Congress finally came to grips this week with one simple fact about Russia’s war in Ukraine: the U.S. is in it for the long haul.
After weeks of delays, the Senate and House nearly unanimously passed legislation to isolate Moscow from the global economy in ways that some acknowledge could become permanent. It’s also the first time since Vladimir Putin’s Feb. 24 invasion of Ukraine that lawmakers have sent sanctions measures to President Joe Biden’s desk.
Even though they were staring down a two-week recess, lawmakers aren’t crediting a magic deal or a skilled negotiator with breaking the logjam. Instead, they’re pointing to a shifting belief that Ukraine can actually win the war, not simply hold off the Russians, and that the U.S. ally will need months or even years of U.S. help to do it.
In many ways, Thursday’s coming-together underscored a shift in Congress’ posture toward the conflict, which has seen an underpowered Ukrainian military shock the world by driving Russians out of major cities.
After approving nearly $14 billion in military and humanitarian aid for Ukraine last month, Congress asserted its authority on the policy front with legislation that severely restricts the White House’s ability to welcome Russia back into the international community. Within minutes of each other, both chambers passed legislation that revokes normal trade relations with Russia, and a separate bill that bans Russian oil and gas imports.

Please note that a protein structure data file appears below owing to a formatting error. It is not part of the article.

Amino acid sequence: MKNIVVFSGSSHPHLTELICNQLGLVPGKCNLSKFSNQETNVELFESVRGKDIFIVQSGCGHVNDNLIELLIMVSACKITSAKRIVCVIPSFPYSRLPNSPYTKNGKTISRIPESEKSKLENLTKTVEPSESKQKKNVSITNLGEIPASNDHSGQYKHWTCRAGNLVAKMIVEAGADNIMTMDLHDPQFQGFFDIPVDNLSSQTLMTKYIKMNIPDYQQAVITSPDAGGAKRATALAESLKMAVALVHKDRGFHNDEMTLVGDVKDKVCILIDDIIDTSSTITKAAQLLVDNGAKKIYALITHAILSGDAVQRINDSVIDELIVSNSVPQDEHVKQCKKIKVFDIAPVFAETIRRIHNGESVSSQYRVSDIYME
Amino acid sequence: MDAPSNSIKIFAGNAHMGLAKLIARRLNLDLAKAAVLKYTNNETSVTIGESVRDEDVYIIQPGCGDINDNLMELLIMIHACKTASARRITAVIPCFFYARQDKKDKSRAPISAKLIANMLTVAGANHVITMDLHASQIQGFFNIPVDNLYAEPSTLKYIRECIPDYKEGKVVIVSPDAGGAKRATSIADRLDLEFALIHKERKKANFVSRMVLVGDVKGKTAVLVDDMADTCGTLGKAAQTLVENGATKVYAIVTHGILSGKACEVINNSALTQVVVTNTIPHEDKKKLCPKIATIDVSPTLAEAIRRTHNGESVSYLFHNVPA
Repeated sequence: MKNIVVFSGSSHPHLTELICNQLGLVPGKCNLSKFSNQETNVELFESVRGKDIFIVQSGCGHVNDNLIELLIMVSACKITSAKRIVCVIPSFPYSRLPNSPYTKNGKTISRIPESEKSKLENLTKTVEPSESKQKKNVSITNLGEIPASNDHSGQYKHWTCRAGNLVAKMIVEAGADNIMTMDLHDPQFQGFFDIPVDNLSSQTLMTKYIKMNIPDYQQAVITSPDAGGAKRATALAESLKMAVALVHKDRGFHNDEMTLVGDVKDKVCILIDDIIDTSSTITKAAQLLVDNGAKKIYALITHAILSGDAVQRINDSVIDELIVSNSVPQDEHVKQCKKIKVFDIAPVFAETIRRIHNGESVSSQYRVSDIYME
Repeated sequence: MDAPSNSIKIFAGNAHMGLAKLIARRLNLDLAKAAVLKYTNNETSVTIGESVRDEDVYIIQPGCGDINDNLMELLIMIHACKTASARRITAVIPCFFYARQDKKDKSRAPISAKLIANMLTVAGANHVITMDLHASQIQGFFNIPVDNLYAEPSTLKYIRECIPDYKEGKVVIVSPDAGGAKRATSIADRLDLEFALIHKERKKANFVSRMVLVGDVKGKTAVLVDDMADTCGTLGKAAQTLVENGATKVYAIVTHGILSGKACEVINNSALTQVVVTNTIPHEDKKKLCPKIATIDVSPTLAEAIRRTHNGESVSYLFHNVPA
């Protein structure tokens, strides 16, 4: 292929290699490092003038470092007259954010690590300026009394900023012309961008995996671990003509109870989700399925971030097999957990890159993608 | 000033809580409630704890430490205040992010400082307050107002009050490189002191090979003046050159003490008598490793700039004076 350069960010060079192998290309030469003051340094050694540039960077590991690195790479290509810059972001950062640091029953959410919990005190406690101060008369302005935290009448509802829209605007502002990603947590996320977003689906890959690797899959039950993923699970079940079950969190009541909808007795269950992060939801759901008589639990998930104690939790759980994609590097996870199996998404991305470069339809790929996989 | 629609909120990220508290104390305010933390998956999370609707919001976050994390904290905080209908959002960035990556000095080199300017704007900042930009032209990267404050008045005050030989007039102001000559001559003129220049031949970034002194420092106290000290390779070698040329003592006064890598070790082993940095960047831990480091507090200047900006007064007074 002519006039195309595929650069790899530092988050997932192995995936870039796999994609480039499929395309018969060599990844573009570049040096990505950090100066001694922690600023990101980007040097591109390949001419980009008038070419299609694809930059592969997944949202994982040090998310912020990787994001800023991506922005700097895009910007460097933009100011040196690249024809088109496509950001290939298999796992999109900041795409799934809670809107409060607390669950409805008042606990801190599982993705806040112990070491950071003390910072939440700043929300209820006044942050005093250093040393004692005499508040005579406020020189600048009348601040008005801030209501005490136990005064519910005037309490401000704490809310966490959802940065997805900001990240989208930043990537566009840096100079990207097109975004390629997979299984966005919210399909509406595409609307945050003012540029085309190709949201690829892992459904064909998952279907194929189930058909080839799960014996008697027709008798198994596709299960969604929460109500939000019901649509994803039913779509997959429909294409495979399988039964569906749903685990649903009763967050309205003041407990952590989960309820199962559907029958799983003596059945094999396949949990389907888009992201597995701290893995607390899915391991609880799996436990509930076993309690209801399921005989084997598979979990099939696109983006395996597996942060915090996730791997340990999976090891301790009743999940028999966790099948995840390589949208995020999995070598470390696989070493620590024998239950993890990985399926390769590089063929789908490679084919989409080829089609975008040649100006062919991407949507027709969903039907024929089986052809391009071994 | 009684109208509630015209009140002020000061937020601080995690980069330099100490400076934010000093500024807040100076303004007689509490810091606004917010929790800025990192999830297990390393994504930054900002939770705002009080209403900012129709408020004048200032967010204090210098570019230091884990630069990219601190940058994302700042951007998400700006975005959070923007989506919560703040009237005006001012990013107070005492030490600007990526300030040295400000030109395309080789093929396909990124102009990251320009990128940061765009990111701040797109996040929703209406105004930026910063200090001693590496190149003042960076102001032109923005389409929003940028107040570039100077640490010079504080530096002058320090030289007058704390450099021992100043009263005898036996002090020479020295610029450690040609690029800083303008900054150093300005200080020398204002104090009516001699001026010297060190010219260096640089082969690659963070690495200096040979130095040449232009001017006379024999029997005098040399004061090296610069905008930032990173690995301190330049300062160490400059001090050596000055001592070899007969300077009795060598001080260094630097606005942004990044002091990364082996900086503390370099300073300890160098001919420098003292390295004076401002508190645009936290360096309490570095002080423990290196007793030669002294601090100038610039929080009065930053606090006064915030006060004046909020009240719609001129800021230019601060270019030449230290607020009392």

“The most imminent threat to our security, I believe, is [China]. But obviously you can’t ignore a guy who has a bunch of tactical nuclear weapons and who sort of rips his mask off and exposes the kind of criminal that he is,” Sen. John Cornyn (R-Texas) said of Putin. “This isn’t just a one-off…. This is going to be a longer-term proposition.”
Cornyn, who was intimately involved in the negotiations, helped lead unanimous Senate passage Wednesday night of a bill resurrecting a World War II-era weapons program that was seen as crucial in defeating Nazi Germany. The proposal, which lasted for four years during that war and is known as Lend-Lease, allows the U.S. to quickly send weapons and other general supplies to Ukraine without extra bureaucratic hurdles.
That the new measure cleared the upper chamber without opposition is a sign of lawmakers’ belief that the U.S. needs to devote resources to the conflict for longer than any of them envisioned. And sending the other two bills to the president’s desk was a significant statement of Congress’ authority over a slate of sanctions against Russia that, until this point, the Biden administration was managing largely on its own.